Bush Taking Bin Laden Threat Seriously. Yep, that’s an actual headline.

"When he says he's going to hurt the American people again, or try to, he means it," Bush told reporters after visiting the top-secret National Security Agency where the surveillance program is based. "I take it seriously, and the people of NSA take it seriously."
Well done, chief.

Of course, the reason for this little proclamation of seriousness kind of puts it into perspective.

President Bush, defending the government's secret surveillance program, said Wednesday that Americans should take Osama bin Laden seriously when he says he's going to attack again.
Don’t forget, little sheeple, there’s a boogeyman out there who wants to gitcha, and everything I do, legal or not, is all in the name of protecting you.

The thing is, bin Laden’s not just a boogeyman; he’s a real person with real designs on hurting Americans, but to think that Bush considers him anything more than, as Joe in DC (who gets the hat tip) notes, “a political weapon”—and a convenient justification for assuming the role of dictator he’s always wanted—is foolish.

Back in March 2002, when people were beginning to wonder why we hadn’t captured bin Laden “dead or alive,” Bush wasn’t taking bin Laden seriously. In fact, he was dismissing him as all but impotent and not particularly important.

Q Mr. President, in your speeches now you rarely talk or mention Osama bin Laden. Why is that? Also, can you tell the American people if you have any more information, if you know if he is dead or alive? Final part -- deep in your heart, don't you truly believe that until you find out if he is dead or alive, you won't really eliminate the threat of --

THE PRESIDENT: Deep in my heart I know the man is on the run, if he's alive at all. Who knows if he's hiding in some cave or not; we haven't heard from him in a long time. And the idea of focusing on one person is -- really indicates to me people don't understand the scope of the mission.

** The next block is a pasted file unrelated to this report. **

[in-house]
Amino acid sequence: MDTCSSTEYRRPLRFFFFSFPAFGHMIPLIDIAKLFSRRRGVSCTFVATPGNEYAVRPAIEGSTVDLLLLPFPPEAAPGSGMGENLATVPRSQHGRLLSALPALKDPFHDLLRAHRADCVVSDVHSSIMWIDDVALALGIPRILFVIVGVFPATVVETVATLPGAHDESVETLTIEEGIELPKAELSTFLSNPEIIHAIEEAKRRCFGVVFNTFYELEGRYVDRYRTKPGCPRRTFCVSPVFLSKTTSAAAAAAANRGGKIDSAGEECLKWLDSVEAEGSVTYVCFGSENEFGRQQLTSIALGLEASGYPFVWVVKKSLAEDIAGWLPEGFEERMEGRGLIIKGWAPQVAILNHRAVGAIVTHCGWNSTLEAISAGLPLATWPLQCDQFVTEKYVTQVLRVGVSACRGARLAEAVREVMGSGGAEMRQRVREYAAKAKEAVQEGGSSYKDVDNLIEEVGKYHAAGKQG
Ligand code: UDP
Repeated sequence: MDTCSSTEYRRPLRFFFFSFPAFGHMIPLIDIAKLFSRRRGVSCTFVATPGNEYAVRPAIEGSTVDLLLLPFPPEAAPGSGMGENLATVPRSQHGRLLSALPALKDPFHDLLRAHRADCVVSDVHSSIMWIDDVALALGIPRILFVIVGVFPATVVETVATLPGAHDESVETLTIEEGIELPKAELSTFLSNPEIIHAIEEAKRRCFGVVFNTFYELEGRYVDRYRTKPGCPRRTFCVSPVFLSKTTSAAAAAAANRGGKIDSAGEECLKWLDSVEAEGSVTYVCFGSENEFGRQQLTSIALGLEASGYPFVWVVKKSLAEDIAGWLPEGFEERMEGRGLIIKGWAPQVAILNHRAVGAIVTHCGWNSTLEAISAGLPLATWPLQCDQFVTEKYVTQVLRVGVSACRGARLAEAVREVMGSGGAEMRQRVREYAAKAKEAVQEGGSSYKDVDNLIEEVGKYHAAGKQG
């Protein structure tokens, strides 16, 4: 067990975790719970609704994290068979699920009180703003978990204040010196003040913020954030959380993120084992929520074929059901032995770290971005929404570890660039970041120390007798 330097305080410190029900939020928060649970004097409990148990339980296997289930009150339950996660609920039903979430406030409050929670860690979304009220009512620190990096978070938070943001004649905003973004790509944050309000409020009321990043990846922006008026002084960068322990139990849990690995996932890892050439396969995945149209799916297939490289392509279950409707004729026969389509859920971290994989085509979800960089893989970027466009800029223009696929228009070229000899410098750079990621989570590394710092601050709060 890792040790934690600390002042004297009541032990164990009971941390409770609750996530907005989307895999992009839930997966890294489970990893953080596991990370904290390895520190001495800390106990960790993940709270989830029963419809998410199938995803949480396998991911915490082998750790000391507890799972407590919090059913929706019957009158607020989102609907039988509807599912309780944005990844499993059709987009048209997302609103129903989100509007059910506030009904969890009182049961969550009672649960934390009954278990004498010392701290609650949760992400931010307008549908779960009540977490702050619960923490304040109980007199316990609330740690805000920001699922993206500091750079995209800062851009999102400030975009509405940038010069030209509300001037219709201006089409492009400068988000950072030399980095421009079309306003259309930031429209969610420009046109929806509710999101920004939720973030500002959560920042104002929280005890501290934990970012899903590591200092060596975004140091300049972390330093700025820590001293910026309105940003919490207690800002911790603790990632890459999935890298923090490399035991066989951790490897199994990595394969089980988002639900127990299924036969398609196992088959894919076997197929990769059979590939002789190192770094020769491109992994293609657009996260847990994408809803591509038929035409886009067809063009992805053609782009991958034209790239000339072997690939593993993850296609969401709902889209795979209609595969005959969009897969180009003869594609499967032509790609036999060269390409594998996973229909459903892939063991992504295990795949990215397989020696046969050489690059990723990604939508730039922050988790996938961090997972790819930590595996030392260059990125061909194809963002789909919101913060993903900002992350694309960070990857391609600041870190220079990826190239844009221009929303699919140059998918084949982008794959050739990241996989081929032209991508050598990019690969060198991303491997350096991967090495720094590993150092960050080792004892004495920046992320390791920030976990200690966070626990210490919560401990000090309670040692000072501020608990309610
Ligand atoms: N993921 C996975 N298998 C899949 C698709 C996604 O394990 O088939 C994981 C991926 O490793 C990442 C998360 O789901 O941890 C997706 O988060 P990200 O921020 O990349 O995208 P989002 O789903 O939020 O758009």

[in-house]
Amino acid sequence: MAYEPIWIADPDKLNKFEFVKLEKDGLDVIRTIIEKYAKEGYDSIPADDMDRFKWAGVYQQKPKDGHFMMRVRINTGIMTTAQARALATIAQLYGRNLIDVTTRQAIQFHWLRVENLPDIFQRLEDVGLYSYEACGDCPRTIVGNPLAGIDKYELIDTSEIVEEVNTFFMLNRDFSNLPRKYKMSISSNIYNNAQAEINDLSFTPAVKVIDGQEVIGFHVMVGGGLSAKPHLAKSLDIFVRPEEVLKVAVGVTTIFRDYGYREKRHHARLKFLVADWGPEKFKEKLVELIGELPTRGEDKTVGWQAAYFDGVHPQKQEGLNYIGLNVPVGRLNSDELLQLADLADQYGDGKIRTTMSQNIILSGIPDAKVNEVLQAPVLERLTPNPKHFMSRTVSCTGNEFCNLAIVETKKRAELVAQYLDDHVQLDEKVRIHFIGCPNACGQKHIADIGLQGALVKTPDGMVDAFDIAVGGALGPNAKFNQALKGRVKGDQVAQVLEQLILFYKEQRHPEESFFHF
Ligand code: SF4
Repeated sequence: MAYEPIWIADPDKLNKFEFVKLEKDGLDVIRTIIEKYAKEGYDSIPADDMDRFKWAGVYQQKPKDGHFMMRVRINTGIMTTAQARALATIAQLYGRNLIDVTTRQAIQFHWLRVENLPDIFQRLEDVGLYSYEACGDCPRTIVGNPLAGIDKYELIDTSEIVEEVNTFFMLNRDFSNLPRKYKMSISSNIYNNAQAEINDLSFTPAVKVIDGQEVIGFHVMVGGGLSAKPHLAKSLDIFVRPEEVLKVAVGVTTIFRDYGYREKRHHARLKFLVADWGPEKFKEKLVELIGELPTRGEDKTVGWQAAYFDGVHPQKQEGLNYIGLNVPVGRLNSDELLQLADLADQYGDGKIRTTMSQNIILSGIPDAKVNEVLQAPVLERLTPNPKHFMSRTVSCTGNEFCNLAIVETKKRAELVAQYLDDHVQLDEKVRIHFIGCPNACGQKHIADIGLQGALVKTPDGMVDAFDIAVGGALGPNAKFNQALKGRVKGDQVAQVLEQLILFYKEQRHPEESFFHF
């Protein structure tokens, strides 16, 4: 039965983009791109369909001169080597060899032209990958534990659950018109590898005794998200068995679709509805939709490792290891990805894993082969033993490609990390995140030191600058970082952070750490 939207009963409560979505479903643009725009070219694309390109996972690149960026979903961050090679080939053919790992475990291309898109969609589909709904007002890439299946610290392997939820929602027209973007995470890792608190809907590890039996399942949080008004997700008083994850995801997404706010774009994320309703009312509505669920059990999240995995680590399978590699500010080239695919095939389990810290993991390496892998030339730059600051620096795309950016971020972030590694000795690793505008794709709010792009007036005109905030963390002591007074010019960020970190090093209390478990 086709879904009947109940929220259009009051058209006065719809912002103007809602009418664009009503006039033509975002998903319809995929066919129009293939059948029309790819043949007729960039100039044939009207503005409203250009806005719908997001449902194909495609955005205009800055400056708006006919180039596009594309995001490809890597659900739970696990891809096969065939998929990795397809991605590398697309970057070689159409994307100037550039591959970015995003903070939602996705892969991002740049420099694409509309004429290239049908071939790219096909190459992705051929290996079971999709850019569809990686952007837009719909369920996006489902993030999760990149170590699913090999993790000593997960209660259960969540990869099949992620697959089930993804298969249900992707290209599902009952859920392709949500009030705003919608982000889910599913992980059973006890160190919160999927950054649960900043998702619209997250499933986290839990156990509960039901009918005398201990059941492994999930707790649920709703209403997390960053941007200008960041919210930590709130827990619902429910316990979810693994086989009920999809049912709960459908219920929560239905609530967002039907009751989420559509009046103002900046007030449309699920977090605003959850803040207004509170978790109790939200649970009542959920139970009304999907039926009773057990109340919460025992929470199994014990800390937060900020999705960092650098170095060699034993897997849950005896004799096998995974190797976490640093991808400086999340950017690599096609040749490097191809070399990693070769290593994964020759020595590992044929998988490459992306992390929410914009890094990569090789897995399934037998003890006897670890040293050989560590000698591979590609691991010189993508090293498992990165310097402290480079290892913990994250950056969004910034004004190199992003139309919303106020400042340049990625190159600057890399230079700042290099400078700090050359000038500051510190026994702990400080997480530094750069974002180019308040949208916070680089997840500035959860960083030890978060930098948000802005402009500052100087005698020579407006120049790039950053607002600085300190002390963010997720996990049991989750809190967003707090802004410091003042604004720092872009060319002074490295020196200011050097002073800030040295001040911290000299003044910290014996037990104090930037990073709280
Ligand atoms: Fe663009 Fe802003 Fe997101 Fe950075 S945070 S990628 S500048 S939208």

Terror is bigger than one person. And he's just -- he's a person who's now been marginalized. His network, his host government has been destroyed. He's the ultimate parasite who found weakness, exploited it, and met his match.
He is -- as I mentioned in my speech, I do mention the fact that this is a fellow who is willing to commit youngsters to their death and he, himself, tries to hide -- if, in fact, he's hiding at all.

So I don't know where he is. You know, I just don't spend that much time on him, Kelly, to be honest with you…

Q But don't you believe that the threat that bin Laden posed won't truly be eliminated until he is found either dead or alive?

THE PRESIDENT: Well, as I say, we haven't heard much from him. And I wouldn't necessarily say he's at the center of any command structure. And, again, I don't know where he is. I -- I'll repeat what I said. I truly am not that concerned about him.
When the heat was on about bringing bin Laden to justice, as the president had promised to do, he was reduced to being unworthy of thought. Now that the heat’s on about breaking the law in the name of national security, bin Laden’s back to being a serious threat. Terror is bigger than one person who's now been marginalized…but Americans should take Osama bin Laden seriously when he says he's going to attack again.

I don’t suppose some enterprising journalist would see fit to query the president about how bin Laden managed to regain his status—and how the administration could have dropped the ball so thoroughly as to let such a madman reconstitute his power—or if this is just more political gamesmanship designed to obfuscate the reality that all the Bush administration really cares about is an incremental coup, the success of which is dependent on Americans’ confusion, fear, and apathy.

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